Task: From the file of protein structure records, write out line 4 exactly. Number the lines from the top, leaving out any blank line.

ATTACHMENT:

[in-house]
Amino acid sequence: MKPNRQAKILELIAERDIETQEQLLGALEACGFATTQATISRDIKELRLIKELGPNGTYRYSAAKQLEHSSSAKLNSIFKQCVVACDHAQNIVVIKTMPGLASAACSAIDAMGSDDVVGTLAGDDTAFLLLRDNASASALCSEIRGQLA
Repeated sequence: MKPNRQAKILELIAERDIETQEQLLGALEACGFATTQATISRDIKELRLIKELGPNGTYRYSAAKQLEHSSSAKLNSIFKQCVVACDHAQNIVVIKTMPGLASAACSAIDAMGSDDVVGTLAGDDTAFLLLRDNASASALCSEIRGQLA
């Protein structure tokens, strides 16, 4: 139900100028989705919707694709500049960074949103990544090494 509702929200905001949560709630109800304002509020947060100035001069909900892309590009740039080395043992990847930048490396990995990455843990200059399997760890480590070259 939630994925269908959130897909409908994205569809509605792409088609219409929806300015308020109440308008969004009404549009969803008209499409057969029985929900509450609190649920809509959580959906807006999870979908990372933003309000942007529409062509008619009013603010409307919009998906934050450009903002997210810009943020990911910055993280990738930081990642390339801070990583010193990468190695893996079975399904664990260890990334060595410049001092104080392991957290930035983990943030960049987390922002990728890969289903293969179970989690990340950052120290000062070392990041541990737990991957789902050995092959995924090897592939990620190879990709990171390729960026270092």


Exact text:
């Protein structure tokens, strides 16, 4: 139900100028989705919707694709500049960074949103990544090494 509702929200905001949560709630109800304002509020947060100035001069909900892309590009740039080395043992990847930048490396990995990455843990200059399997760890480590070259 939630994925269908959130897909409908994205569809509605792409088609219409929806300015308020109440308008969004009404549009969803008209499409057969029985929900509450609190649920809509959580959906807006999870979908990372933003309000942007529409062509008619009013603010409307919009998906934050450009903002997210810009943020990911910055993280990738930081990642390339801070990583010193990468190695893996079975399904664990260890990334060595410049001092104080392991957290930035983990943030960049987390922002990728890969289903293969179970989690990340950052120290000062070392990041541990737990991957789902050995092959995924090897592939990620190879990709990171390729960026270092």